But the demographic of the population and the aesthetic desire for a tan are also to blame for a growing number of skin cancer cases, and thus more deaths, according to Hill.

"More people taking action when noticing changes to their skin and the fact that people are living longer - cancer is more common as we get older - can also explain rising rates. But most cases of skin cancer are caused by too much sun, and people may be putting themselves at risk by chasing a tan."

Do I need to wear sunscreen?

"Sunscreen is a part of your healthy sun-seeking behaviour," says Mahto. "Sunscreen, along with a hat, sunglasses, protective clothing, staying in the shade, sitting underneath an umbrella - all of those things will reduce your risk of sunburn."

So why is sunburn so bad for you? "If you have multiple sunburns, that is direct damage to the DNA in your skin cells and it can promote skin cancer. So wearing SPF from a medical point of view is to reduce the risk of developing skin cancer further down the line."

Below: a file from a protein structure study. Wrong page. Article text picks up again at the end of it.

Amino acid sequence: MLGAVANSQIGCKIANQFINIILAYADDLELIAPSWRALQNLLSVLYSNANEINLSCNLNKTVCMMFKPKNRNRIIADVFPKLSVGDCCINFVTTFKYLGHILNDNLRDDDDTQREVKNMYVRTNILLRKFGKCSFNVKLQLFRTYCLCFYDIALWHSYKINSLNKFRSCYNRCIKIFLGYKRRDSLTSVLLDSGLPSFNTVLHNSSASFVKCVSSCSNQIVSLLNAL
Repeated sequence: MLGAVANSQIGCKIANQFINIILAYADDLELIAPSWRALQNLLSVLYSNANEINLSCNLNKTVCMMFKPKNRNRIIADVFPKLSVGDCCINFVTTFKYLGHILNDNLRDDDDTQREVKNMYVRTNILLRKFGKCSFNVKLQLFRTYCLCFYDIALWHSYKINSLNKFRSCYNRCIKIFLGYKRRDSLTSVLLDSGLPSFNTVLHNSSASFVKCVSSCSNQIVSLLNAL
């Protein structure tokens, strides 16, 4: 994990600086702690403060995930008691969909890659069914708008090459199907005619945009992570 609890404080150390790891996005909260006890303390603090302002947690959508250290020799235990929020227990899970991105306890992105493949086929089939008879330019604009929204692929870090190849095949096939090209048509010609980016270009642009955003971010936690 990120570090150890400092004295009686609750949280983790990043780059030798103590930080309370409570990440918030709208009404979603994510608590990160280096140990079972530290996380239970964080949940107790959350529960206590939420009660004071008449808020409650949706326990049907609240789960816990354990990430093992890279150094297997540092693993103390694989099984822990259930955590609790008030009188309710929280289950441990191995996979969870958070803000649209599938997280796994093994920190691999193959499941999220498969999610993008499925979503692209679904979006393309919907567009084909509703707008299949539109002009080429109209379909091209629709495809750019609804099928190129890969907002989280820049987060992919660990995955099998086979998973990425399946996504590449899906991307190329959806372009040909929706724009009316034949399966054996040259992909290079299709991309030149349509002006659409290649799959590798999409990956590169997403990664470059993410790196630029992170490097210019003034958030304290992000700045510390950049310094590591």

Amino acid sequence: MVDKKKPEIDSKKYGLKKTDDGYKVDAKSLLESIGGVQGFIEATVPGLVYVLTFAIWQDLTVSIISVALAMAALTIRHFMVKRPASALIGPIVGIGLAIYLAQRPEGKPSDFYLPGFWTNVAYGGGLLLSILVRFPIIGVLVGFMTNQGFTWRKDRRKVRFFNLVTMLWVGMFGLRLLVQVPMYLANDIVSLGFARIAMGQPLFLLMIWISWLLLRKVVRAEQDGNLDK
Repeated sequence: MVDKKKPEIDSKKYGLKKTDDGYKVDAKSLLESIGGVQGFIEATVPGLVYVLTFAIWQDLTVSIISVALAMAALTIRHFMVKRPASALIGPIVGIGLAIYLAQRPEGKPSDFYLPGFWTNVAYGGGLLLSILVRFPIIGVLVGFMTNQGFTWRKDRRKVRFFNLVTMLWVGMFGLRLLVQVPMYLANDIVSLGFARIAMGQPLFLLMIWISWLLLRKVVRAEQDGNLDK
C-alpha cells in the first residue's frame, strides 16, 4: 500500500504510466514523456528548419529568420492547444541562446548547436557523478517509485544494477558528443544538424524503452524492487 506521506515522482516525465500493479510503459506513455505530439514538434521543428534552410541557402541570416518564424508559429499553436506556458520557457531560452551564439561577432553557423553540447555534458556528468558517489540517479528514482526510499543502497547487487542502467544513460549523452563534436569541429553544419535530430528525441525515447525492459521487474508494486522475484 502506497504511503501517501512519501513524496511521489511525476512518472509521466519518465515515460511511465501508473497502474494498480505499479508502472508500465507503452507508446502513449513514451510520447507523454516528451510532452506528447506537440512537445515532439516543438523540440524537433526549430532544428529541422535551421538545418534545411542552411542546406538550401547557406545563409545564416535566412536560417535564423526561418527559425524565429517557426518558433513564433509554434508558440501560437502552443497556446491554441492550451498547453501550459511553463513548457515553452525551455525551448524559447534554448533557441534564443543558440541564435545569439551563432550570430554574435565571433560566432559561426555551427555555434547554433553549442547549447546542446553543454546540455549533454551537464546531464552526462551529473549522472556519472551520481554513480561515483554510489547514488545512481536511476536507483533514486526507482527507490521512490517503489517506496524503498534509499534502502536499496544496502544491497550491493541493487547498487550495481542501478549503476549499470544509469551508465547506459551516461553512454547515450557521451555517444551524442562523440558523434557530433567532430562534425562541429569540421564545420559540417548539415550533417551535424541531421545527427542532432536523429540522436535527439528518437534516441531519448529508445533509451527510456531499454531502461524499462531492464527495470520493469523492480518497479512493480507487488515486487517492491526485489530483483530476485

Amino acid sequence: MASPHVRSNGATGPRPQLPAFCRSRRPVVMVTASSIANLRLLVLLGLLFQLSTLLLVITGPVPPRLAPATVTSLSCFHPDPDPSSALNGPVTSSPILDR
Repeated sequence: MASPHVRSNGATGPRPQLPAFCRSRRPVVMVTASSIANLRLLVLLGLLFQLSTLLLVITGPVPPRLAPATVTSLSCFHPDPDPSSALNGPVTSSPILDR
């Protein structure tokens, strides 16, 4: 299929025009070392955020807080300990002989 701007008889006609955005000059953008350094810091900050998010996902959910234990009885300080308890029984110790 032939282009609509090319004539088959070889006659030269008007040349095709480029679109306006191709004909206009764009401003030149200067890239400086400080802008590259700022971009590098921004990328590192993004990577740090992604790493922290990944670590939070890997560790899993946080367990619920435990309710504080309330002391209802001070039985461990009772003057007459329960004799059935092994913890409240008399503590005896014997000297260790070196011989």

Some people dismiss or ignore their own risk of skin cancer, especially if their sunburn tends to develop into a tan. But the sun affects your skin in more ways than one, says Mahto.

"If you can't appeal to people from a medical point of view then you can appeal from a vanity point of view. About 80-90% of the signs that we associate with skin ageing - lines, wrinkles, pigmentation, sagging - occur because of the sun. So if you wear sunscreen and you wear it regularly, you are going to slow down that ageing process of the skin as well."

"To protect yourself, ditch sunbeds and enjoy the sun safely by seeking shade, covering up with clothing and regularly reapplying sunscreen on parts that aren't covered up," says Hill.